Do you remember the 90s? I was an elementary student, probably about 7 when my parents bought our first computer. I remember listening to the dial up tone to get on the internet and play the math video games that my mom had found. I also remember the incessant pop ups that also came with 90s internet. Sometimes, that’s how I feel about precision ag these days. There are a lot of pop ups that are flashy and use all the right buzz words wanting you to ‘pick me, pick me, pick me.’ However, there are several things about precision ag that these companies often leave out of their messaging that can be surprising. 5 of those things that can often surprise people are:
You don’t have to look very hard to find chemical manufacturers’ advertisements claiming a significant positive yield response (15, 20, 25+ bu./ac) to using one of their fungicide products. There are many effective products on the market that provide good control and protection against fungal pathogens, but advertisement claims based on ‘average trial data’ aren’t guarantees for your fields. Three critical components (a host, favorable environment, and pathogen) must come together at the same time for a plant disease to thrive. These three components are commonly referred to as the Plant Disease Triangle. Management or alteration of just one of these components prevents or reduces disease severity.
"Data is valuable, but data in the hands of the right people with the right context is really, really valuable." - T.J. Masker
"Growers tell me they are frustrated with precision ag, they've invested in the technology. I tell them, 'You just want to put the pieces of the puzzle together to see exactly what the picture is.’ And they are relieved when Premier Crop can help."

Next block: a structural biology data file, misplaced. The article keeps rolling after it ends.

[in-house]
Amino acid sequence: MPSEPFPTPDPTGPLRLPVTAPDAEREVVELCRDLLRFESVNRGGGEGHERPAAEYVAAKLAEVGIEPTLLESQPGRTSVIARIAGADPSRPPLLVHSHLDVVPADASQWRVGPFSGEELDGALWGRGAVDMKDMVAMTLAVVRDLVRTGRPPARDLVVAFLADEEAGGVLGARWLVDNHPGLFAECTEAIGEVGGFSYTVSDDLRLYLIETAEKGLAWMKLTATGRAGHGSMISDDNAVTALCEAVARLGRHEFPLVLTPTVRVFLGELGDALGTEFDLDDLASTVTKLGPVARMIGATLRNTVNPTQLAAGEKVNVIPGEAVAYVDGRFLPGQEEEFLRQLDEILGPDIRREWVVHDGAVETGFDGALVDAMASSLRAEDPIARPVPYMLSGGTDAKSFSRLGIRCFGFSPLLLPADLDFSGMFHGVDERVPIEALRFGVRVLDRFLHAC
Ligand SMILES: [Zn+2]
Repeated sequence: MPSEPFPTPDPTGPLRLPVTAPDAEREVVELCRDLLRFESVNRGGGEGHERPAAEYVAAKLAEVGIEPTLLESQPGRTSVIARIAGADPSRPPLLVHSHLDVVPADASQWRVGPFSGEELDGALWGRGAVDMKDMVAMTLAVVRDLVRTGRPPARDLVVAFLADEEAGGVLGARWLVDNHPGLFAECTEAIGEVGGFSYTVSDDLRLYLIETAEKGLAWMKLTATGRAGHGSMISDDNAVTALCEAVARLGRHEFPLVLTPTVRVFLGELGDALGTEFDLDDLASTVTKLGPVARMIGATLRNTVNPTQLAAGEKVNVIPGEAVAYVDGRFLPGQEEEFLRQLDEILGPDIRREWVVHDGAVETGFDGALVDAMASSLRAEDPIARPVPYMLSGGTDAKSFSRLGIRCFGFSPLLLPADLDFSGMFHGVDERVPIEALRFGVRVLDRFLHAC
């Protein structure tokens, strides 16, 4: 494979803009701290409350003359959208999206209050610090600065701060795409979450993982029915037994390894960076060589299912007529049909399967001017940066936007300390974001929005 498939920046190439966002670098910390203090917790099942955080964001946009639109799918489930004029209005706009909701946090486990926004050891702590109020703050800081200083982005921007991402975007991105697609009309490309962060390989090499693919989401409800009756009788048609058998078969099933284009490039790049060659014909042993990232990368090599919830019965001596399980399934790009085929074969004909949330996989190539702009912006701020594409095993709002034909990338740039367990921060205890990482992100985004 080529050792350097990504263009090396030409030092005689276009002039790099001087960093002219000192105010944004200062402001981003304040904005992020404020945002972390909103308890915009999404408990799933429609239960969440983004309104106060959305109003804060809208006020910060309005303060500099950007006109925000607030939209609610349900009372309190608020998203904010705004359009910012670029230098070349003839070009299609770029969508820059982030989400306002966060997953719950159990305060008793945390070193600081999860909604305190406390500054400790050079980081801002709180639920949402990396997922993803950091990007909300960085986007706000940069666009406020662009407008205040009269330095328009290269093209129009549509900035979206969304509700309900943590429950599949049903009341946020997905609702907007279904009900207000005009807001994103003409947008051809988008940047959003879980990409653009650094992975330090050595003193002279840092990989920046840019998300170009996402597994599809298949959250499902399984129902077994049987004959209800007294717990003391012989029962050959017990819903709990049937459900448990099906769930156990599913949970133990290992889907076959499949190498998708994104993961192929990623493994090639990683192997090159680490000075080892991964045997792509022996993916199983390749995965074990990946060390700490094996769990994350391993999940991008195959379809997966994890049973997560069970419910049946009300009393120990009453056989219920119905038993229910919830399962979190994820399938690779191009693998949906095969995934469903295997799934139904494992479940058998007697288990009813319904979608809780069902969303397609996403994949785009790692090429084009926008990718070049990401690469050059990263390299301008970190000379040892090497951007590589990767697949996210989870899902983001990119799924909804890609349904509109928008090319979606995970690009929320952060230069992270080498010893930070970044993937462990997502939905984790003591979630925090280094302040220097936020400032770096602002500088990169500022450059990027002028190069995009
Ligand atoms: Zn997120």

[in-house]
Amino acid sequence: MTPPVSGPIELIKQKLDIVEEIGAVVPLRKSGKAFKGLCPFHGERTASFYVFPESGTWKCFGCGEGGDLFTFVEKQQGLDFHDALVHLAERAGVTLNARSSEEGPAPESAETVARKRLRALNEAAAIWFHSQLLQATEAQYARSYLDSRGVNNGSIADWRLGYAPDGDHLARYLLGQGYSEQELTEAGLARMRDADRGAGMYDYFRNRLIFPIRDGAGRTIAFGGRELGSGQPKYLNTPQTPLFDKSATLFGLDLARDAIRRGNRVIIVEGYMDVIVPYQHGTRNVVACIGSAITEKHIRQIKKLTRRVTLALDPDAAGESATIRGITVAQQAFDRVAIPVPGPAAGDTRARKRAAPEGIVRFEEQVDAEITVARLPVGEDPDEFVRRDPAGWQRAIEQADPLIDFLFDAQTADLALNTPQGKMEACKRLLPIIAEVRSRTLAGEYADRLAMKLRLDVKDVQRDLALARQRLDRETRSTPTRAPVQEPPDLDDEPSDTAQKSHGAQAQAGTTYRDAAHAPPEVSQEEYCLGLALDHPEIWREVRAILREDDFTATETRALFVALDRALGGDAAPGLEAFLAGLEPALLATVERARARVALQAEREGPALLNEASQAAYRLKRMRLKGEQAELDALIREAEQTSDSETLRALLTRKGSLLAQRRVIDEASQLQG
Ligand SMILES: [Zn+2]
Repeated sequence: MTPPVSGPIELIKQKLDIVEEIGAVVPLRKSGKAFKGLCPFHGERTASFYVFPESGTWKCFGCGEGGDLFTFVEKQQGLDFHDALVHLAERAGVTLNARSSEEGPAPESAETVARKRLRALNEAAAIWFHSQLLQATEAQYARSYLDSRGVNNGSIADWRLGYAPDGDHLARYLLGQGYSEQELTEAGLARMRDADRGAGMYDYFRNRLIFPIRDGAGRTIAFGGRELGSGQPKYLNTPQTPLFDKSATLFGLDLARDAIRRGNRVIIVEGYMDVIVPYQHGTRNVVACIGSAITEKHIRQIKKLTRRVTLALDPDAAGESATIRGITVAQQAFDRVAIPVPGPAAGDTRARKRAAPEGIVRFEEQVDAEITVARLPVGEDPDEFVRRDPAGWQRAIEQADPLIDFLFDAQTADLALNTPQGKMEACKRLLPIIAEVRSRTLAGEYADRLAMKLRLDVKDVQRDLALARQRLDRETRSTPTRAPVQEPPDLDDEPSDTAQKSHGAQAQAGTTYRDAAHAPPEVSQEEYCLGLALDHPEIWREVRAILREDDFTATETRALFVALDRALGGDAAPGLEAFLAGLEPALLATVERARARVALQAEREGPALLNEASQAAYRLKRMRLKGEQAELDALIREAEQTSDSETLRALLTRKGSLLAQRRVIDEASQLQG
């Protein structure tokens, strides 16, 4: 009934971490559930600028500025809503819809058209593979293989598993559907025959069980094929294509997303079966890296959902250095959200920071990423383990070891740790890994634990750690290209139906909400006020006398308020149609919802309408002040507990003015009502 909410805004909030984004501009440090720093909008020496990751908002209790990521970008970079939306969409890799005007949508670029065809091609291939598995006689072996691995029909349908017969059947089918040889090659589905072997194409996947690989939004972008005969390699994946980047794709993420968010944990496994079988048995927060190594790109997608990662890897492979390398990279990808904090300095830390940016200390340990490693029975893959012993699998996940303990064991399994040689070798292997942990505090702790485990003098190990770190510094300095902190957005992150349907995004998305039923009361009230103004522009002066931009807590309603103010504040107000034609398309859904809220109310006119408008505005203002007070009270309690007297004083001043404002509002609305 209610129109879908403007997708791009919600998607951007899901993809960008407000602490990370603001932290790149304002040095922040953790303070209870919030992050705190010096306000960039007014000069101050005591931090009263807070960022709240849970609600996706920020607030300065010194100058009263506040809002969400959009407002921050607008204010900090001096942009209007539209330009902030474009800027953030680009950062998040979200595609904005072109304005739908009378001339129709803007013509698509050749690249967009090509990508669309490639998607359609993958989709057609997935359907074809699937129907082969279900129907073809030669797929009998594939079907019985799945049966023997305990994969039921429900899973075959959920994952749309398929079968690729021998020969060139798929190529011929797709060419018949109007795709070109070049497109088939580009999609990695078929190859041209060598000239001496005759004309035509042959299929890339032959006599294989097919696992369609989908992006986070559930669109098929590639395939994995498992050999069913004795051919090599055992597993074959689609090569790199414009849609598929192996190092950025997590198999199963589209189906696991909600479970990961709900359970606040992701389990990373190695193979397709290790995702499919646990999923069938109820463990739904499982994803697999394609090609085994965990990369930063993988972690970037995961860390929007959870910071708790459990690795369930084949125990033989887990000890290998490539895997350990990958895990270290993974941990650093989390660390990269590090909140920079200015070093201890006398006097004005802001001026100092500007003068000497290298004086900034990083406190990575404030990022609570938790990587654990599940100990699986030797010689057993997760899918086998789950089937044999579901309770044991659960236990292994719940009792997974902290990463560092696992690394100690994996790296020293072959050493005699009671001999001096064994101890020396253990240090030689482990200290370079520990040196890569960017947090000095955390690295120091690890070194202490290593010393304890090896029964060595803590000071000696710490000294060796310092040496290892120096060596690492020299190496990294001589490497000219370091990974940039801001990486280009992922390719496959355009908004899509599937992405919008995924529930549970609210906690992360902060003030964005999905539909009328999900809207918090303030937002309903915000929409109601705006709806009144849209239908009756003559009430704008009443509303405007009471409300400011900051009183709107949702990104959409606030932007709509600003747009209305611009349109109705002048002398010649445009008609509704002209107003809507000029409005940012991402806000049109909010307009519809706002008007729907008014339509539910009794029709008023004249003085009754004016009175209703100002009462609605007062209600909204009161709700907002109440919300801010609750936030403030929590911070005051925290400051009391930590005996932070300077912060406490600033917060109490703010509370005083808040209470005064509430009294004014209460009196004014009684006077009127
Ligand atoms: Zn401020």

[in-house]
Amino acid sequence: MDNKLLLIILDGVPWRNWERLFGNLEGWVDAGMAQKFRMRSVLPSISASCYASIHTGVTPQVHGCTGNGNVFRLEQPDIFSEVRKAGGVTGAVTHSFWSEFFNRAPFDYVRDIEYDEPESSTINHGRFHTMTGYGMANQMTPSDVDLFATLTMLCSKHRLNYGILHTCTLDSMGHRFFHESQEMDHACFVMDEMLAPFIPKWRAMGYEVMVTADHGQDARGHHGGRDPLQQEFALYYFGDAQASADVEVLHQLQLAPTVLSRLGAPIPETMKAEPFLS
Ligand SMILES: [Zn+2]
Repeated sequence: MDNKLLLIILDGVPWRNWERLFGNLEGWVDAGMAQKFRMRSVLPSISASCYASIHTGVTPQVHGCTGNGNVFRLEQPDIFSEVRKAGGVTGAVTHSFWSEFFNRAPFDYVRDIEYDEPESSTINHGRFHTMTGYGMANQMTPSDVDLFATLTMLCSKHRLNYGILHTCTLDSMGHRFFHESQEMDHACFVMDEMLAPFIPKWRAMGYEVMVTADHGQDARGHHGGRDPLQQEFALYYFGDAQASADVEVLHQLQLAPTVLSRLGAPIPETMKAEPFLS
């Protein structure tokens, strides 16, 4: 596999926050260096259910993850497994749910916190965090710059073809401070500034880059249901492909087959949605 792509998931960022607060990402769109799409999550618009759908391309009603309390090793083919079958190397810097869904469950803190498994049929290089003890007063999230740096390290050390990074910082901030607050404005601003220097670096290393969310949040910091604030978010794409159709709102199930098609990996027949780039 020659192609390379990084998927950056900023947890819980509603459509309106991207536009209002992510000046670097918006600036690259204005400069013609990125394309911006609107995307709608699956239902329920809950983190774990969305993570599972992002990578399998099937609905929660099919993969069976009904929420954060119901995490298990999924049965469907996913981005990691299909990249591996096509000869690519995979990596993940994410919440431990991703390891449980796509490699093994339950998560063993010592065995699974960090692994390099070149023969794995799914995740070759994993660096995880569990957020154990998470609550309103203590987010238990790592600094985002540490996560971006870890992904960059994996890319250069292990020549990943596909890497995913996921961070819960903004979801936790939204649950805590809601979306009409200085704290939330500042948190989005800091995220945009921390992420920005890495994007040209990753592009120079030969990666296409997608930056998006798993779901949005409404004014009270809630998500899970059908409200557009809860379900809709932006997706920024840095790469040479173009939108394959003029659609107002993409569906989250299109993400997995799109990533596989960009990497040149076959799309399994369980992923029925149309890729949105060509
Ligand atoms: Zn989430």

- Katie McWhirter, Director of Training and Development
"We're all about tying the economics to the agronomics, which just means when we're adjusting nutrient rates and plant seeding rates and decisions about what we spend in different parts of the field, we're tying that out at the end of the year."
- Dan Frieberg
"I think people are really good looking at a 10,000-foot view, but when you dive deeper into the economics and profitability, that's where the rubber meets the road."
- Landon Aldinger, Farmer, Iowa Falls, IA
"Part of the value of what they get in the Premier Crop program is being able to see beyond their own operations. A lot of times, hybrid and variety is the very first thing they look for."
In this Premier Podcast episode, we're talking with Matt Bowers, Premier Crop’s Eastern Strategic Account Manager and Kimberly Beachy, with ProTech Partners in Indiana. Matt and Kimberly discuss the top three examples of agronomics and economics.
"We have growers who tell us that we're helping them with their economics, which helps convince their lender to give them the full operating line."
A legacy for generations in the Rossman Family
There are no right or wrong answers to the title of this blog, How Technology has changed agriculture, instead there are too many to write about. Technology is supposed to make our lives easier and our work more efficient. Depending on your age (generation) your answers to this question will differ. I decided to ask my dad and grandpa what technologies have had the most impact on their farming careers.